Previous Challenge Entry (Level 3 - Advanced)
Topic: Beautiful (11/07/05)
- TITLE: Limited Perfection
By Suzanne R
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The minister stood at the lectern, looking lovingly at Sophie, the young woman who was both his parishioner and his daughter.
“Sophie, you are the most beautiful bride I’ve ever seen.” He choked back a sob. “Jake, God has been incredibly generous to you. But consider this. Even my daughter’s beauty will fade.” The congregation laughed as much in embarrassment as with amusement.
“It’s true. Perfection has its limits. Only God’s Law is perfect without limit. From the beginning of time on into eternity, only God’s commands are sure. Love God’s Law as much as you love one another today, and you won’t go wrong in your marriage.”
Outside, the newly married couple mingled with family and friends over tables laden with dainty snacks and sparkling apple cider. The minister stood at a distance, embarrassed by his tears. Through reddened eyes, he proudly surveyed the churchyard scene. That Sophie’s beauty could fade seemed impossible
Sophie was indeed breathtakingly stunning. The sun reflected off her burnished bronze hair, thick, wavy and bouncy. Her clear brown eyes laughed with joy as her husband put his arm around her. Her smooth pearl-white skin needed no chemical concealers. Sophie’s smile was natural, radiant, lighting up her whole face. The figure-hugging bodice of the sequined dress accentuated her flat stomach and nicely rounded chest. The diamond on her hand caught the sunlight, scattering flashes of brilliance.
A beautiful bride must carry a beautiful bouquet, and Sophie’s was gorgeous. Made up entirely of baby’s breath and deep red roses, it reflected both her innocence and the depth of her love for the man who stood proudly by her side. Each flower was without blemish, standing upright and firm, the colours bold and vibrant, the fragrance overwhelming.
The photographer smiled. This wedding was easy for him – a beautiful bride, a beautiful bouquet, lots of strong natural light – an altogether perfect day.
“She’s beautiful, Gran!” The little cherub’s brown eyes lit up as she gazed at the photo. “Is she a princess?”
“No, sweetie,” laughed the middle-aged woman, with the stylish wavy bronze hair. “That’s your great-grandma.” The child stared at Sophie, sitting in the recliner. She cocked her head at an angle, her little furrowed forehead, wrinkled nose and pursed lips expressing disbelief.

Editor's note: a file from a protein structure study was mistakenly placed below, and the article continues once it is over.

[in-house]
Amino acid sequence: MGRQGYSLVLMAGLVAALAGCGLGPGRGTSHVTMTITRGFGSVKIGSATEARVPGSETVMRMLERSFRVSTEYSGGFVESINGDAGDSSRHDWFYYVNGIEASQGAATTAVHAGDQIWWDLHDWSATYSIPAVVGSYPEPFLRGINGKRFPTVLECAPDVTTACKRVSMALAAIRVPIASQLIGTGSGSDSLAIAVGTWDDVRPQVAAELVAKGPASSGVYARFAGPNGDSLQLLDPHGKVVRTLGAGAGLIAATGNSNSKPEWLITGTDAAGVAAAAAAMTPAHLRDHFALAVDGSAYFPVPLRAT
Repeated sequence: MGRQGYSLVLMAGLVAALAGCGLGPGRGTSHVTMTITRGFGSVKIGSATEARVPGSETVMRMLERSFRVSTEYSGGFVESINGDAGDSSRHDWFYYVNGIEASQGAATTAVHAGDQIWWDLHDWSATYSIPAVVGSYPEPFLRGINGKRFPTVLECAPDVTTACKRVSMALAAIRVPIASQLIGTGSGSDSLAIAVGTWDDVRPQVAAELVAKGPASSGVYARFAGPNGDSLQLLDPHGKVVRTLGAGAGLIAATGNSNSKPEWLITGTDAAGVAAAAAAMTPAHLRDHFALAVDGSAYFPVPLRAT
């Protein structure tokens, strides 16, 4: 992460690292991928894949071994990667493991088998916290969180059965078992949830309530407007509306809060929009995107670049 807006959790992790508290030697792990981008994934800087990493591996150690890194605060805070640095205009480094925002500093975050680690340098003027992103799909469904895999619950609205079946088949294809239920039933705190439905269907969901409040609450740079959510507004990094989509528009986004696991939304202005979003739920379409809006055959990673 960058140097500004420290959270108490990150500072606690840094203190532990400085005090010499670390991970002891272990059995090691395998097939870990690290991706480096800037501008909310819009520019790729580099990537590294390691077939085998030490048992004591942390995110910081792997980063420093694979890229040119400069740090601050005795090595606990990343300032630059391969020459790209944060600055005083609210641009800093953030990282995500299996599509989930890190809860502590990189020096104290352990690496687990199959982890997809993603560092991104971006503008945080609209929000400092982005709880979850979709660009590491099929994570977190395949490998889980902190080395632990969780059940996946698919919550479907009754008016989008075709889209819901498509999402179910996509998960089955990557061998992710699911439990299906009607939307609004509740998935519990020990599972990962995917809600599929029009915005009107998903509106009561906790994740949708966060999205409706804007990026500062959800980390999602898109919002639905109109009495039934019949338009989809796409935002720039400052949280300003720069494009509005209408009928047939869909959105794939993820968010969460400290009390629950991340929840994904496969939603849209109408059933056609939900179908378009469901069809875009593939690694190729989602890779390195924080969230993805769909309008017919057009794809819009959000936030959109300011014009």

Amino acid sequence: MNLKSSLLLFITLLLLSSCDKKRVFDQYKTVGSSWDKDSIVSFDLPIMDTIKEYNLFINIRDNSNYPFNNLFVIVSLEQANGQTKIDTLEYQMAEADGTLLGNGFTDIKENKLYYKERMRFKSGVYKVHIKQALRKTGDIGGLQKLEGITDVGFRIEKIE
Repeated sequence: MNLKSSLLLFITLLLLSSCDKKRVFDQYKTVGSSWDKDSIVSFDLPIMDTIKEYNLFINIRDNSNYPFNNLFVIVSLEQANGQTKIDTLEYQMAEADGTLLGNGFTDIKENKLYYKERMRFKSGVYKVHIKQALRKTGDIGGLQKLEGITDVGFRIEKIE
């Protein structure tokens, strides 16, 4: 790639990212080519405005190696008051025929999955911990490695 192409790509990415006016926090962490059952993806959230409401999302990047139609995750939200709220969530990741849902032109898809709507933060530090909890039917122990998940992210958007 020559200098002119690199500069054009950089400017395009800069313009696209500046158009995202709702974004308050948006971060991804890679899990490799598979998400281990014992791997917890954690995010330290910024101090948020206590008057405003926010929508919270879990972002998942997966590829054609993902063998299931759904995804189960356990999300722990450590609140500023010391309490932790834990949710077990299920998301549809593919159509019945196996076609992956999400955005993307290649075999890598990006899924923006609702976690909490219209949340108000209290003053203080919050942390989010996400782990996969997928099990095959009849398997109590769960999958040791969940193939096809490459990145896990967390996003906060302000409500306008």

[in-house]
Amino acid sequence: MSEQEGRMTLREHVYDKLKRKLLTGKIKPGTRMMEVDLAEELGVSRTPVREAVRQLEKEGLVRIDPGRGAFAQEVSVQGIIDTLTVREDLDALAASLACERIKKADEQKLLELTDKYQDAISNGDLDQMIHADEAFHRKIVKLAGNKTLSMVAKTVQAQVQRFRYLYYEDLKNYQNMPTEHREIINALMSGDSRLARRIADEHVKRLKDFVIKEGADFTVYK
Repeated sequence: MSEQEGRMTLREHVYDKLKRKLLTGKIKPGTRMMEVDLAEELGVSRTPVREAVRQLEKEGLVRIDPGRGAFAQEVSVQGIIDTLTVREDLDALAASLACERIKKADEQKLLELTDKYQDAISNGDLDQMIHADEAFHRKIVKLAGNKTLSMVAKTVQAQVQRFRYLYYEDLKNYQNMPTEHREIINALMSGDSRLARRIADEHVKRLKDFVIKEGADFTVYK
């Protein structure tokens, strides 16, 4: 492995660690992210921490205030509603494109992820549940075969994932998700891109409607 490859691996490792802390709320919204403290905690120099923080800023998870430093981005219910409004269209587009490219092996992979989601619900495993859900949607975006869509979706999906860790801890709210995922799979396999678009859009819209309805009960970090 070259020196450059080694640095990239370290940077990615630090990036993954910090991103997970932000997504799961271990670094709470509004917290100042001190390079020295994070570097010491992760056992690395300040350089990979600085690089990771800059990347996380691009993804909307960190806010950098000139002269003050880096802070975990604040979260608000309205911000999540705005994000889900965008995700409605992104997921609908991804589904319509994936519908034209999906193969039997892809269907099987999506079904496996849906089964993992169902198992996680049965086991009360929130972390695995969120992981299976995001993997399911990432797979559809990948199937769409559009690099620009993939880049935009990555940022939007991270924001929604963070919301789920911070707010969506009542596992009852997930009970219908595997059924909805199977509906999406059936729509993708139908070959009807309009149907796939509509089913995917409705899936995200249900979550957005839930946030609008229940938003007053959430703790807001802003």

Sophie laughed. Her whole face lit up. She ran a gnarled hand through her thin white hair as she struggled to work out who these visitors were. She liked the faded yellowed photo in the perspex frame, and this seemed to please the woman. She loved the diamond on the lady’s right hand. The way it reflected flashes of light from the fluorescent bulbs seemed comfortingly familiar
“I’ve still got your flowers, Mum.” The lady spoke gently to Sophie. “They’re very fragile now. We’ve just had them mounted in a special airtight case to keep them from decaying further.”
“Those dead flowers in the glass box, Gran?” The woman shushed the child.
“These flowers, the ones in the photo, babe. See?” The child’s puzzled expression transformed her face again and this time it was the lady who laughed. “Its true, darling. Those flowers in the glass box are these same flowers in the photo.”
Sophie didn’t laugh. Her wrinkled forehead, the skin paper-thin, creased yet further and her thin lips opened. She valiantly attempted to state the obvious, but the sounds came out as barely a mumble.
Don’t keep dead flowers. Just pick more.
The older woman gave Sophie a wonderful warm hug. “Mum, you’re beautiful. Just as beautiful now as you were in that picture. Maybe not as glamorous. But every bit as beautiful.”
Releasing Sophie from the hug, the older woman took the child’s hand. “Come on, darling Sophia-Anne. Great-Grandma needs a rest, and so do you. Give her a hug and tell her you love her.”
“Bye bye, Great-Grandma.” Pecking Sophie on the cheek, the child wrinkled her nose. “I think you should go to the bathroom.”
The woman hurried the child out the door with a gentle reprimand, blowing Sophie a kiss as she disappeared around the corner.
Good-looking, that lady with the child. She must have been a looker in her day.
Feeble synapses in Sophie’s brain struggled to piece together the thought that the wedding photo, still sitting by her side, had initiated. I hope she loves God’s commands. She’s pretty enough, but that will fade. Only God’s Law lasts.
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